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Emotions are simply energies that are meant to be in motion. They are designed to move into our awareness and be felt in our bodies and at some point move out. They move in to teach us something about ourselves and they move out when we learn what we needed to learn. Just like in school, learning certain lessons takes longer than we expect. And just like in school, we sometimes duck from learning the harder lessons altogether but eventually we realize that there’s no way to escape the needed curriculum.

I often use this food analogy to explain, to myself as much as to my yogis, how emotions work: We take in food and eventually we eliminate it out of our bodies but between the intake and elimination, there is a process of digesting, assimilating and metabolizing the nutrients. And so it is with emotions: Once the emotion is in our system, it has to go through a certain process before it can leave us. That process, however it looks and however long it takes, has to leave us with certain “nutrients,” or insights about ourselves, our relationships or life in general before it can come to completion.

Would you eat and expect the food to be eliminated out of your system right away? That would leave you without the needed nutrients, which is why you eat to begin with. We all know how horrid that feels because we’ve all had food poisoning or the stomach flu. So why do we expect certain emotions to immediately leave us, just because they may be unexpected or unpleasant? If they’ve entered our system, they’ve done so for a reason (and just like with food, we let those emotions in voluntarily, even if we may not be aware we did). Finding out why these emotions are here now and what lessons they carry with them won’t happen if we short-circuit their natural unfolding process by skipping the steps of emotional digesting, assimilating and metabolizing.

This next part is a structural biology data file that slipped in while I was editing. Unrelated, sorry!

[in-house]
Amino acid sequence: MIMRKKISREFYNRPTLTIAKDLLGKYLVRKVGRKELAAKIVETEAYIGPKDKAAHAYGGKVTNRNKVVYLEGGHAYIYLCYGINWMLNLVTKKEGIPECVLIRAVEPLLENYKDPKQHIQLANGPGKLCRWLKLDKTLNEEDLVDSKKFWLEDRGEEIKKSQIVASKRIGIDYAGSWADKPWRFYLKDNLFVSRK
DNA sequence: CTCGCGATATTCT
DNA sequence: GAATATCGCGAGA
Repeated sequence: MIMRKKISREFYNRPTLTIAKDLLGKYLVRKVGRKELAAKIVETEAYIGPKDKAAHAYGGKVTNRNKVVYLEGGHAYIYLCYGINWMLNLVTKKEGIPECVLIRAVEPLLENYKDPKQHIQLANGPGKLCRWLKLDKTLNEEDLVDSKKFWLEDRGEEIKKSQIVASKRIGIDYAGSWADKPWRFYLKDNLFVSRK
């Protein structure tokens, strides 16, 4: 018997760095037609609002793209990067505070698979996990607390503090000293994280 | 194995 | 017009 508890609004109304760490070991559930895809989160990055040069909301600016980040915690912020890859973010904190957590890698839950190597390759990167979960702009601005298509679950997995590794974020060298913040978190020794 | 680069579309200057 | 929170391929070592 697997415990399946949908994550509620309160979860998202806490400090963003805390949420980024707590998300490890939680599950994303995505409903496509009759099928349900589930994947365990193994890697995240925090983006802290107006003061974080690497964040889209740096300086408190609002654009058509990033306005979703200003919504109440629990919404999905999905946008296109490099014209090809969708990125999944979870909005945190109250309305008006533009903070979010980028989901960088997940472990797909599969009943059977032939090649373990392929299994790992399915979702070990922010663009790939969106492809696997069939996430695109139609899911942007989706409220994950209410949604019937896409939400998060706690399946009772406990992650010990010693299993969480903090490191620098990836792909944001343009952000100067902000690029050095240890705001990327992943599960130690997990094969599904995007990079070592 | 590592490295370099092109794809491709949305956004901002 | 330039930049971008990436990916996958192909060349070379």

Sometimes we use the opposite, and equally unhealthy and counterproductive dodging technique by holding on to emotions for years or decades. We don’t keep these emotions prisoner within ourselves because it feels good, but because we’re trying to bypass the lesson we need to learn. But back to my food analogy, would you eat, day after day, and just refuse to poop? I know, it’s gross and unnatural and unhealthy. But that’s my point.

No one can tell us how long any given process of emotional digesting, assimilating and metabolizing will or should take. Asking such a question is just the mind’s attempt to subvert the self-discovery process by skipping the steps between the beginning and the end. The mind is always focused on the beginning, which is the past, and the end, which is the future. No wonder believing our thoughts causes so much indigestion.

See what would happen if you just trusted the process by shifting from thinking and analyzing to feeling and being. As long as you’re having this human experience, you will feel because that’s why you’re here. A feeling is only negative when it’s repressed, when it’s not allowed to be felt. That’s all any emotion asks of us: let me be felt without the mind’s incessant judgment and commentary. And as soon as the emotion is given space to be, to digest, it will bow out on its own, leaving you nourished by the insight it came to bring you in the first place.